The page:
In 1888, Salisbury cooked ground beef with onion, either by deep frying or boiling the ingredients (he wasn’t too clear about his methodology) and dubbed the result the Salisbury steak.

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It’s a free country, but the American Heart Association recommends eating chicken, fish, and beans instead. Still, the Salisbury steak is a guilty pleasure because, as it turns out, fried ground beef doesn’t taste too shabby.

The Person: Dr. Charles T. Pepper

Charles Alderton, a pharmacist in Waco, Texas, came up with the recipe for Dr. Pepper in 1885.

He branded his concoction “a Waco,” but his boss, Wade Morrison, wanted a catchier name.

Morrison settled on “Dr. Pepper,” but nobody really knows why. He almost certainly chose a name with “Dr.” in it because carbonated beverages were viewed as medicinal and he wanted to emphasize its healthsome properties (even if there really weren’t any).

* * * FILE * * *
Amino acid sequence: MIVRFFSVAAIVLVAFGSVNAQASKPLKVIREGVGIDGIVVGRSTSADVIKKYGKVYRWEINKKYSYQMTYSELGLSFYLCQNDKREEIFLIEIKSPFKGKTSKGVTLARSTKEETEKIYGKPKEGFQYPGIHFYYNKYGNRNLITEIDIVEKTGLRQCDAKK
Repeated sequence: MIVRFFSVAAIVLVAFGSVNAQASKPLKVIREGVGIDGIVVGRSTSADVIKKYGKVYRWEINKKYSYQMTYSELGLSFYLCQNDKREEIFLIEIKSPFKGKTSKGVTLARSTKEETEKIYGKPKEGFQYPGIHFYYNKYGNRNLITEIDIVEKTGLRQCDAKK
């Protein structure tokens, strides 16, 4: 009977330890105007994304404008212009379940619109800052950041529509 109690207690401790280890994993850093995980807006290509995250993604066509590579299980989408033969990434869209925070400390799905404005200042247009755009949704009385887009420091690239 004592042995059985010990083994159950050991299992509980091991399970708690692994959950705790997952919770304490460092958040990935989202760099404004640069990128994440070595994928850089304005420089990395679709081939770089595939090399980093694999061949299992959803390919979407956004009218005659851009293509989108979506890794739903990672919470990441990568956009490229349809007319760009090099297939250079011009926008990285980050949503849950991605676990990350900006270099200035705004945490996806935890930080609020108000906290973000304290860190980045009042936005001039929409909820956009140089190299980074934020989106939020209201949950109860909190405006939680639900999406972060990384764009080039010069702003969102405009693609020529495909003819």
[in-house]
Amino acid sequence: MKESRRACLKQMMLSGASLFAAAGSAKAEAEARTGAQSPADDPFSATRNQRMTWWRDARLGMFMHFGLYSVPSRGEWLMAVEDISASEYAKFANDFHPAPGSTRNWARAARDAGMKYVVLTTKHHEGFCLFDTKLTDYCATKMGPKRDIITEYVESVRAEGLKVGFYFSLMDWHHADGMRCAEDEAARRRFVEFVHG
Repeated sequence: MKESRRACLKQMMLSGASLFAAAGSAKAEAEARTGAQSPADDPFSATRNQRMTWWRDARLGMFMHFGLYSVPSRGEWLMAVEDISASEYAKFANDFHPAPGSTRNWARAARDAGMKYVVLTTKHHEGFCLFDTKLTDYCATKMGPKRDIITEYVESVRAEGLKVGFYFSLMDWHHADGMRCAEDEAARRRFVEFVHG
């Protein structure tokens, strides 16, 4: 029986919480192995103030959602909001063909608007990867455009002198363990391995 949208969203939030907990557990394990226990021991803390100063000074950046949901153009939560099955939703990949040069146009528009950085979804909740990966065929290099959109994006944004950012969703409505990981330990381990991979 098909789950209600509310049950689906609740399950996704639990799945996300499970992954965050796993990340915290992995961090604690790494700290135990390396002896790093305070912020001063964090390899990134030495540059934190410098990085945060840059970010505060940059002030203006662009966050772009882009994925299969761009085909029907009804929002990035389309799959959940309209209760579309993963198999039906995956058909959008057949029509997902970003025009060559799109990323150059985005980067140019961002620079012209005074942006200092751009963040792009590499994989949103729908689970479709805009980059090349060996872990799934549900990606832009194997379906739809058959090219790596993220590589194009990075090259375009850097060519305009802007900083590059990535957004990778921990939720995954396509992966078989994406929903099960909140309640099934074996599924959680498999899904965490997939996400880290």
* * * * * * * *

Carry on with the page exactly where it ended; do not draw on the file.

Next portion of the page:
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Roger Cornfoot/Wikimedia Commons

The theory has long been that Morrison named the soft drink after his former employer, Charles T. Pepper.

Pepper was a Virginia physician who worked as a Confederate surgeon during the Civil War. He opened a pharmacy after the war and, according to rumors, Morrison worked there.

However, Milly Walker, collections manager and curator at the Dr. Pepper Bottling Co. Museum, finds no evidence that Morrison ever worked for that Dr. Pepper. Walker believes that Morrison named the drink after an unrelated Dr. Pepper who lived closer to his hometown.

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Whichever Pepper was the inspiration, only Morrison profited from the soda, which still enjoys widespread distribution (and more recently, bizarre commercials) to this day.